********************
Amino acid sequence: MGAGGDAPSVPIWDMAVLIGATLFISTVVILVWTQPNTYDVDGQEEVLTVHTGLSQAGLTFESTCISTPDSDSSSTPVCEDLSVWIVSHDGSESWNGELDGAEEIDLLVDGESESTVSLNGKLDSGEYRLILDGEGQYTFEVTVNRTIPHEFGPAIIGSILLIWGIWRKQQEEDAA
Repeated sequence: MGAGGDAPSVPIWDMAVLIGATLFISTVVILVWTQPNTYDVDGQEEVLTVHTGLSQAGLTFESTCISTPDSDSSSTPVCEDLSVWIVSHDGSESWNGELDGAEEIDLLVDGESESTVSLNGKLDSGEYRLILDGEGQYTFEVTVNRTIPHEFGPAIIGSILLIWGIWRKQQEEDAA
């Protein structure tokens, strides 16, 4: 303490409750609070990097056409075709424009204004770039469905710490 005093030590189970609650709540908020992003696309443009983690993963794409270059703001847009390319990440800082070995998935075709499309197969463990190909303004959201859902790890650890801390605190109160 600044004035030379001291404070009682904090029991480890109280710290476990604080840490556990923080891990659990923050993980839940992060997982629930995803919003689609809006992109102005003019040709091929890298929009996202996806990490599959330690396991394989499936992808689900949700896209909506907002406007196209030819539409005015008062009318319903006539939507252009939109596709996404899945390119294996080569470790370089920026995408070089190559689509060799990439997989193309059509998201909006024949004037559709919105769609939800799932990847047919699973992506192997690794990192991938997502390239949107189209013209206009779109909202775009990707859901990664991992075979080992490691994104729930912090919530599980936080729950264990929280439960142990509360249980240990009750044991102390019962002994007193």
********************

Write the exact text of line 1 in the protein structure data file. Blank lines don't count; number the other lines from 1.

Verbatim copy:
Amino acid sequence: MGAGGDAPSVPIWDMAVLIGATLFISTVVILVWTQPNTYDVDGQEEVLTVHTGLSQAGLTFESTCISTPDSDSSSTPVCEDLSVWIVSHDGSESWNGELDGAEEIDLLVDGESESTVSLNGKLDSGEYRLILDGEGQYTFEVTVNRTIPHEFGPAIIGSILLIWGIWRKQQEEDAA